HELP!!! Two of my chickens were attacked by dogs!! PICS ADDED!!

Discussion in 'Emergencies / Diseases / Injuries and Cures' started by BarkerChickens, Nov 1, 2008.

  1. BarkerChickens

    BarkerChickens Microbrewing Chickenologist

    Nov 25, 2007
    High Desert, CA
    This morning, two dogs (miniature pinschers) got into our back yard and attached two of our hens! Both have a few puncture wounds and really bad wounds at their tails (where it looks like the dogs try to pull the hens by their tail feathers and the tail started to separate away form the body). I don't think they have internal injuries since the dogs are small and can't get their mouths around the chickens. I cleaned them up with hydrogen peroxide and will put them on antibiotics. I have Aureomycin (chlorotetracycline). Will that work or do I need a different antibiotic? What else should I do? They need stitches, but I don't know the first thing about giving stitiches, plus I want to find the owner of the dogs and make them pay for the vet bill! Please help! Thanks!
     
    Last edited: Nov 5, 2008
  2. dlhunicorn

    dlhunicorn Human Encyclopedia

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    Jan 11, 2007
    Your birds are in shock more than likely so put electrlytes/vit in their waterer for that ...keep them separated in a dark, quiet. temp stable and clean room (not dry and dusty tho).
    You need to FLUSH (copiously!) those punctures with a sterile saline solution to remove debris and any loose tissue (you can make this yourself by boiling 1/4 tsp salt in a quart of water for five minutes) and then you can apply the triple AB creme ...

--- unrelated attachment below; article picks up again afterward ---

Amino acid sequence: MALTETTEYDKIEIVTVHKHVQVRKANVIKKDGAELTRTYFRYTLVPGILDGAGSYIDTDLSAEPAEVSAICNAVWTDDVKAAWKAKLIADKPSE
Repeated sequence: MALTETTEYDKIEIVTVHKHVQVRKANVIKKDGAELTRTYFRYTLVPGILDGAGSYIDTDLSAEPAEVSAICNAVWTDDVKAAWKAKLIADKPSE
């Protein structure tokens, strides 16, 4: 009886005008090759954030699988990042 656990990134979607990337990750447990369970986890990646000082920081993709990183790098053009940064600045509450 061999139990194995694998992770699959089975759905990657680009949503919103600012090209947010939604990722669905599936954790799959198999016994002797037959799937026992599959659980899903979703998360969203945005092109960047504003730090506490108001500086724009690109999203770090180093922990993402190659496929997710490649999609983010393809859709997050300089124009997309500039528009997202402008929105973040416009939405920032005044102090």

Same with tail. Unless the areas you wish to "suture" are suitable for this ( an remember that bird skin is very thin and often sutrues do not hold well) then I would suggest after you have clean, flushed, applied betadine or triple antibiotic that you examine it to see if a "feather suturing" might not be a better idea... )this is where you take two feathers on opposite sides of the are you wish to "close" and pull them together crosswise and use a wee bit of supergle to glue the feathers together> essesentially keeping the area closed with the pulling together of the feathers) You will need to keep the punctures open though as you will need to flush those daily
     
    Last edited: Nov 1, 2008
  3. BarkerChickens

    BarkerChickens Microbrewing Chickenologist

    Nov 25, 2007
    High Desert, CA
    Thank you so much! We used iodine clean it out and put neosporin on the wounds. Unfortunately our chickens are molting, so I don't think "feather sutures" will work (however, it is GREAT idea that I will keep in mind should anything like this happen again....hopefully not!). One has a "flap" of skin pulled back and I am not sure how to remove it, but I removed any debris I saw and cleaned up the girls as best we could. I didn't think about flushing the wounds daily...great idea. I will be sure to do that! The two that are injured are in the house now in a large dog kennel. I put antibiotic powder in their water as well. I just hope they heal up fine. [​IMG]
     
  4. BarkerChickens

    BarkerChickens Microbrewing Chickenologist

    Nov 25, 2007
    High Desert, CA
    Update on my hens! And a few questions!

    Bandit is doing pretty well. She has NO feathers on her back and several shallow bite wounds. We have been cleaning the wounds regularly with iodine and the aureomycin in water (with a irrigation syringe). They also have aureomycin in their water. She is eating and drinking normal, normal to occasionally watery poops and active. We have them inside so we decided to let them walk around to get some exercise in. She even decided to lay an egg on our door mat in the entry way (I know not to eat it till she is off the meds)! I think Bandit will pull through. A few of her wounds have bubbles (like blisters). We partially lanced one and it is clear watery stuff inside (plasma?) similar to when adults get sunburn blisters. We left the rest since they don't appear to be infected. What causes this? Is this normal?